In the time of a major pandemic, TV feels both so minor of a concern but also something that is now imbued with new meaning and value. We are so desperate in these times to process the unprecedented happenings through stories from anywhere and everywhere. No wonder, the film, Contagion reentered and dominated the popular cultural discourse in so many countries and My Secret Terrius shot up onto the top ten on Netflix in my country where K-dramas are not at all mainstream just because of it mentioning the Corona virus. For so many, TV is a necessary survival tool to offer them encouragement, strength and a road map for living. While art is by no means an utility, it cannot be reduced to just a tool for our lifestyle needs; it is very valuable as a guide. So here’s the question, what K-dramas make for a good pandemic/quarantine guide? What K-dramas provide a deeper understanding of the situation at hand?

This is a hard question on the surface to answer. There are only two K-dramas that focus on a virus pandemic, The Virus (OCN) and The End of the World (JTBC). Of course, I do not have the full answer. One can only watch so many K-dramas and my drama intake has declined over the years. At the moment, I am seeking stories in K-dramas that relate to some of the issues that this crisis has brought up, our collective anxiety, enforced isolation/solitude and the emergency state of affairs that we are in. This is just a small attempt to consider the K-dramas that have been somewhat valuable to me in these times. 

 K-dramas have the ability to immerse us into times of drastic change, loss and suffering, displaying the various power dynamics that arise and their effect on people. As I stated before, there are mainly two K-dramas focused on the rapid spread of viruses like the current situation — The Virus (OCN) and The End of the World (JTBC) that both aired in 2013. Neither of them are particularly well-known dramas really, prior to this pandemic. I only knew about The End of the World from the now-nonexistent K-drama blog, Dramatic Eye which placed it near the top of its top 500 K-dramas list. Ergo, I was a bit more inclined towards The End of the World over The Virus particularly since it was directed by renowned director Ahn Pan Seok (Behind the White Tower, Secret Love Affair, Heard it through the grapevine). While I failed to complete it properly, parts of it have remained in my thoughts.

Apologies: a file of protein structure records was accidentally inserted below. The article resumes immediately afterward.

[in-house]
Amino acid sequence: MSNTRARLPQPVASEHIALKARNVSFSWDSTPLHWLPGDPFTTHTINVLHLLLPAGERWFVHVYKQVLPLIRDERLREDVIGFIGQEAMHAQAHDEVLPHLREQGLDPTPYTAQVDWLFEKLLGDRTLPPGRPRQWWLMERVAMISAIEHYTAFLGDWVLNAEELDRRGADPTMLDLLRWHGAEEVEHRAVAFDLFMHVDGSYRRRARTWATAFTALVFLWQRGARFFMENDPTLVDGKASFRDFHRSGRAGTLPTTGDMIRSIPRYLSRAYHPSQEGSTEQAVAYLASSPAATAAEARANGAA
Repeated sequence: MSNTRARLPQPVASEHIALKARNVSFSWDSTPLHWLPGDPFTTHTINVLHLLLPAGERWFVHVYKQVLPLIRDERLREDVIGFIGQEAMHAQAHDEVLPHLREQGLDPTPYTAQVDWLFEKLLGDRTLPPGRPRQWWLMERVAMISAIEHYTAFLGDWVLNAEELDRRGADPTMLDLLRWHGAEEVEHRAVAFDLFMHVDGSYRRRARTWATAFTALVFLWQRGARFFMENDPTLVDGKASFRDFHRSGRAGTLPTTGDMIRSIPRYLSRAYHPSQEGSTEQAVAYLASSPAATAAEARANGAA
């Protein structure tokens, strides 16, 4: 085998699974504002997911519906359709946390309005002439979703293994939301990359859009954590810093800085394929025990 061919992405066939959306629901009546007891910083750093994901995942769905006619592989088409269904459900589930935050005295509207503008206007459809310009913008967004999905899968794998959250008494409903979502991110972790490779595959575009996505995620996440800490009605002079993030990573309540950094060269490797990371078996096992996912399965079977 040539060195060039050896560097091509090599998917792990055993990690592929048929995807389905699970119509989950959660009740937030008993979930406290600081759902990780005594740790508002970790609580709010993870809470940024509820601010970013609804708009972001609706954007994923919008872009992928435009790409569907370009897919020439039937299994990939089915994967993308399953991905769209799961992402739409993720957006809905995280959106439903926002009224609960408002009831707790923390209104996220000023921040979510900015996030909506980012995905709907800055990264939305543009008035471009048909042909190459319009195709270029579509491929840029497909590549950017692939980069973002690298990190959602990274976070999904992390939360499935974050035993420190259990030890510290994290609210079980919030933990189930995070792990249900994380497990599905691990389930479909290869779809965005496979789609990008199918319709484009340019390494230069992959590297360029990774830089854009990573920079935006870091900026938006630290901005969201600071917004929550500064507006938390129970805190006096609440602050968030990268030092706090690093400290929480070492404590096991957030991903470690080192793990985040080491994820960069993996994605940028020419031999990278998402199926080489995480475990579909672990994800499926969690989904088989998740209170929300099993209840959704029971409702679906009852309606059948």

The show takes on the point of view of those within the CDC (a public health organisation) seeking the infection source as fast as possible. At its core, it feels so familiar to our situation right now, with people in many different countries trying to do reverse testing. However there are of course some differences, some key ones being that the lead characters trying to find a single early carrier to find out about the antibodies he has and trying to stop the spread and that this virus has a much higher death rate.

The End of the World paints a grim picture of a pandemic, suggesting that rather than being a collective issue, it is an individual’s issue to safeguard themselves.  I have regularly thought about the speech of the lead character that said both at the start and the end of the series:

Just like Saving Private Ryan, the war against the virus is a crazy affair. The moment one of us is infected, we are no longer comrades. We are nothing to each other. You are only an infected body fighting to survive. So your own life, you have to safeguard it yourself.

It is a deeply grim speech but it does ring true in a world where similar individualistic approaches have been used by many governments across the world and organisations. Pandemics, like other major events, have been often reduced to battles of the fittest. The vulnerable and the oppressed are left without anything and forced to rely on the little they have. 

K-dramas reveal the often self-destructive, delusional nature of fear, paranoia, and obsession, as well as our desire for power and control. Obsession has been a major fascination for so many K-dramas and a theme that almost guarantees popularity as shown with Sky Castle and the new highest rated cable drama, The Married Life, both from JTBC. A remake of the BBC’s Doctor Foster, the show was an indulgent but addictive and thrilling psychological drama about a woman discovering her husband’s affair. As someone who watched the original series, I scrambled away after the first 6 episodes, though those first six episodes were probably some of the best K-drama episodes that I will watch this year.